| Three albums offer harpsichord and organ renditions of the Goldberg Variations
by Arsenio Orteza Posted 8/16/18, 11:13 am
“It does seem,” wrote the late musicologist Peter Williams of J.S. Bach’s compositional strategies, “to be the nature of the Goldberg [Variations] to inspire a range of hypotheses.”
It also seems to be the nature of the Goldberg Variations to inspire a range of interpretations. Last year, the Italian pianist Beatrice Rana won acclaim for her piano rendition, and, indeed, despite (or maybe because of) Glenn Gould’s landmark recordings of 1955 and 1981, the piano remains the instrument on which the composition is most frequently performed.
Bridges’ sophomore effort begins with “Bet Ain’t Worth the Hand,” which sounds enough like his retro Southern-soul debut to placate continuity lovers. With the second song, though (“Bad Bad News”), the album shifts into something else—the Sound of Philadelphia, say, slowed down and reimagined as old jack swing except when it’s sped up to approximate Quincy Jones–era Michael Jackson. And if the lyrics aren’t always deeper than those of Bruno Mars, they have more integrity. The only song with bedroom eyes is called “Mrs.” for a reason.
| Two new albums express Christian belief—if you listen closely
Arsenio Orteza | 8/01/18, 09:50 am
Play the latest albums by the Innocence Mission and Wovenhand’s David Eugene Edwards for someone who doesn’t speak English—someone, in other words, oblivious to what’s being sung—and he’ll probably tell you that the two have little in common.
One of them, after all, is loud, dark, and turbulent; the other quiet, luminous, and peaceful.
The words in the only song that has any are sung by Les McCann and—according to one source—address Donald Trump (antagonistically, of course). Otherwise, the producer Carla Olson keeps the focus off virtue signaling and on Goldberg’s Hammond B3, Joe Sublett’s sax, and the slinky R&B melodies of the covers (including those of Doc Bagby, Milt Bruckner, Johnny and the Hurricanes, and Sil Austin) and Goldberg’s own compositions. Target audience: anyone who thinks that Goldberg’s roots only go back as far as Newport ’65.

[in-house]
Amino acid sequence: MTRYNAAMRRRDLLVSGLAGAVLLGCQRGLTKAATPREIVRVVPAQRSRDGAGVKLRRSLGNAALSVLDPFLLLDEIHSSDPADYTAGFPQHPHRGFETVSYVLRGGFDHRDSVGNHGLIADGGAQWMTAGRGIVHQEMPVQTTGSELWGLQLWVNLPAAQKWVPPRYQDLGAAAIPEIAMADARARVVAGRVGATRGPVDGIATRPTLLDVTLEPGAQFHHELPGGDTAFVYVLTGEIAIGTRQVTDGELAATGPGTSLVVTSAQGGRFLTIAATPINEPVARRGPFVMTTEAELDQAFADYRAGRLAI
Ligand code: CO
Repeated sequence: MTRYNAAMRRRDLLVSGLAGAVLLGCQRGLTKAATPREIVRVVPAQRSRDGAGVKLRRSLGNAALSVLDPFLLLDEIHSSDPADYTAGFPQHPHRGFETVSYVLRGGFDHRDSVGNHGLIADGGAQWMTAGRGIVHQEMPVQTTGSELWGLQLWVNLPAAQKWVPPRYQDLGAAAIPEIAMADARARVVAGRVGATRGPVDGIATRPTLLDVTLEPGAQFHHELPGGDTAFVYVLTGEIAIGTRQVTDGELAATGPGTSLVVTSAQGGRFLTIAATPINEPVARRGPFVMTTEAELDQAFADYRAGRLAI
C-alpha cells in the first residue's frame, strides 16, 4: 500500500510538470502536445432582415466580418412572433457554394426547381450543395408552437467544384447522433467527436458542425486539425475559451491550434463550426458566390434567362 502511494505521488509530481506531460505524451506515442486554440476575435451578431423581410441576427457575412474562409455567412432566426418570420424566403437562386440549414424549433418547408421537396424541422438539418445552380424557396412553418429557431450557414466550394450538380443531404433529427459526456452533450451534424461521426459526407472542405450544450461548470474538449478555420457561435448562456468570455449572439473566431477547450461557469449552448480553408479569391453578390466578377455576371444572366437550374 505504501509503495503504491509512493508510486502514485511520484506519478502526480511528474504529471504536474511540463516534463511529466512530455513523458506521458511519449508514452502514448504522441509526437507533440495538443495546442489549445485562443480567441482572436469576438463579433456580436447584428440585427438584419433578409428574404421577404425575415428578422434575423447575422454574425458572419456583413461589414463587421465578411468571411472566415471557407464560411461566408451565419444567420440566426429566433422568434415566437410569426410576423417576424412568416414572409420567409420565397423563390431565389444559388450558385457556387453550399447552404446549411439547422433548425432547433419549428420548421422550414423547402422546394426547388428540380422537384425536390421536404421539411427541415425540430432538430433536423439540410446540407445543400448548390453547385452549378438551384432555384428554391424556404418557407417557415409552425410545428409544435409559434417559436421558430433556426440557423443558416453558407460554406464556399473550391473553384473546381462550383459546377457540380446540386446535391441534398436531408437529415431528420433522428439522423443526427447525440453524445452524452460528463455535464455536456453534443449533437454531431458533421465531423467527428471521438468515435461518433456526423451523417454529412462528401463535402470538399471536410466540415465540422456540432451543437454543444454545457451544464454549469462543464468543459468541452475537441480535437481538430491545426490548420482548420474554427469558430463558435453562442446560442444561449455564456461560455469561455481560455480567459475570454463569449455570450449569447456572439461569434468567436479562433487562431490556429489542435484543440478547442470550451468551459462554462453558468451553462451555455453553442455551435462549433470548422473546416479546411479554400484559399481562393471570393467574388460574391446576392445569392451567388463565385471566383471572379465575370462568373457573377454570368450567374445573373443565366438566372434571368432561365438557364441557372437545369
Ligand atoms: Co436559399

| An evening in the stadium with Washington’s beloved national anthem singer
Emily Belz | 7/16/18, 12:41 pm
It was a warm spring day at Nationals Park, where a major league baseball game between the Washington Nationals and the New York Yankees was beginning in a few hours. Batting practice had started, and Nationals star Bryce Harper was hitting home runs.
D.C. Washington had just arrived at the stadium, and yes, that is the name his parents gave him when he was born—in Arkansas. His grandmother wanted his initials to be “D.C.” and so his parents complied. The D.C. stands for Dwight Clyde but the only person who ever calls him Dwight is his wife.
| Blind Boys singer helped shape gospel music
Arsenio Orteza | 7/05/18, 02:14 am
“It’s Done Got Late,” the final track on the powerhouse Clarence Fountain solo album In the Gospel Light, begins with Fountain’s recounting, in preacherly cadences over a swirling organ and a shimmering piano, a time that he found himself at a crossroads.
| New albums are strong examples of art about art
Arsenio Orteza | 6/14/18, 12:40 pm
It’s said that art imitates life and that life imitates art.
But life has also been known to imitate life. And sometimes art imitates art.
Consider, for example, Modest Mussorgsky’s Pictures at an Exhibition.
Mussorgsky based most of the suite’s movements on paintings and sketches by his late friend Viktor Hartmann. That one was a costume design for a ballet based on a short story actually makes Mussorgsky’s corresponding piece (“Ballet of the Unhatched Chicks”) an example of art imitating art imitating art imitating art.